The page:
• The way the metal is heated
• The way additional filler metal if any is fed into the weld
Types of Welding
• Electric Arc Welding
• Friction Welding
• Gas Welding
• Robotic Welding
• Resistance Welding
Electric Arc Welding
The heat for fusion is supplied by an electric arc
Arc is formed between electrode and work this melts
and fuses the joint edges
Types of Electric Arc Welding
Manual Metal Arc (MMA)
Metal Arc Gas Shielded (MAGS) MIG
Tungsten Arc Gas Shielded (TAGS) TIG
Submerged Arc Welding (SAW)
Manual Metal Arc (MMA)
• Most widely used of all
the arc welding processes
• Commonly called “stick”
welding
Applications
repair work, structural steelwork,
Touch electrode against
work withdraw
electrode to establish
arc. Heat of arc melts
base metal, the
electrode’s metal core,
and any metal particles
in electrode’s covering.
Heat also melts,
vaporises, or breaks
down chemically
non-metallic substances in covering for arc shielding.
Mixing of molten base metal and filler metal from
electrode produces coalescence required to effect
joining.
Advantages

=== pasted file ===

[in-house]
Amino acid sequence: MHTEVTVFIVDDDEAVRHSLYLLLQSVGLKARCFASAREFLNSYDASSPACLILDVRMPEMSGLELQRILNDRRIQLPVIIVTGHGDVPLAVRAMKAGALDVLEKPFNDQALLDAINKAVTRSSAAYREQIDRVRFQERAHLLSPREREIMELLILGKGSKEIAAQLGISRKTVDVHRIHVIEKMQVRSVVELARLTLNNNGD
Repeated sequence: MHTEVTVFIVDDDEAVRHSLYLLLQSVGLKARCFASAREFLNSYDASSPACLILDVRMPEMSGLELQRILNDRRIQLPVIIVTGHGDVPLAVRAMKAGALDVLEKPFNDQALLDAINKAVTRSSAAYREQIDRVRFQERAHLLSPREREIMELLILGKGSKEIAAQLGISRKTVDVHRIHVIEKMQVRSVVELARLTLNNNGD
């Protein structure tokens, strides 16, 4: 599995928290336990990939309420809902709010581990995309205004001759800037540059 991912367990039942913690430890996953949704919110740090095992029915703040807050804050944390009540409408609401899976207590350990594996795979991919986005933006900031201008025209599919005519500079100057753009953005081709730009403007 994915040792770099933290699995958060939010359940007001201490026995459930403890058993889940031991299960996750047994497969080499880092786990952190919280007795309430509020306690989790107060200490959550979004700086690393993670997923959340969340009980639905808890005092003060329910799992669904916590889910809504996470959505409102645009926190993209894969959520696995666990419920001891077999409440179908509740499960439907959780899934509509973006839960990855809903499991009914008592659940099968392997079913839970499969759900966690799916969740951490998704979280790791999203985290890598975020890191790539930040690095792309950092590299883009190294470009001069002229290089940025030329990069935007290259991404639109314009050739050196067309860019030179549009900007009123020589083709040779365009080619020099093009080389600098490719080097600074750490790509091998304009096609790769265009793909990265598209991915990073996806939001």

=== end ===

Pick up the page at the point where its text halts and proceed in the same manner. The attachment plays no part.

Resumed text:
• Used with many electrode types & sizes
• Used in all positions
• Used on great variety of materials
• Flexibility in operator control makes it the
most versatile of allwelding processes
• Low cost of equipment
Dis-advantages
• Rod becomes shorter & periodically needs replacing
• Slows production rate (% time welder welding)
The Electrode and Coating
Coating is a combination of chemicals
•
Cellulosic electrodes contain cellulose
•
Rutile electrodes titanium oxide (rutile)
•
Basic electrodes contain calcium
carbonate (limestone) and calcium fluoride
(fluorspar)
Function of Electrode Coating
• Produce gas to shield weld pool from
oxidisising effects of atmosphere
• Fluxing elements help weld pool to form
• Helps slag to form-removes impurities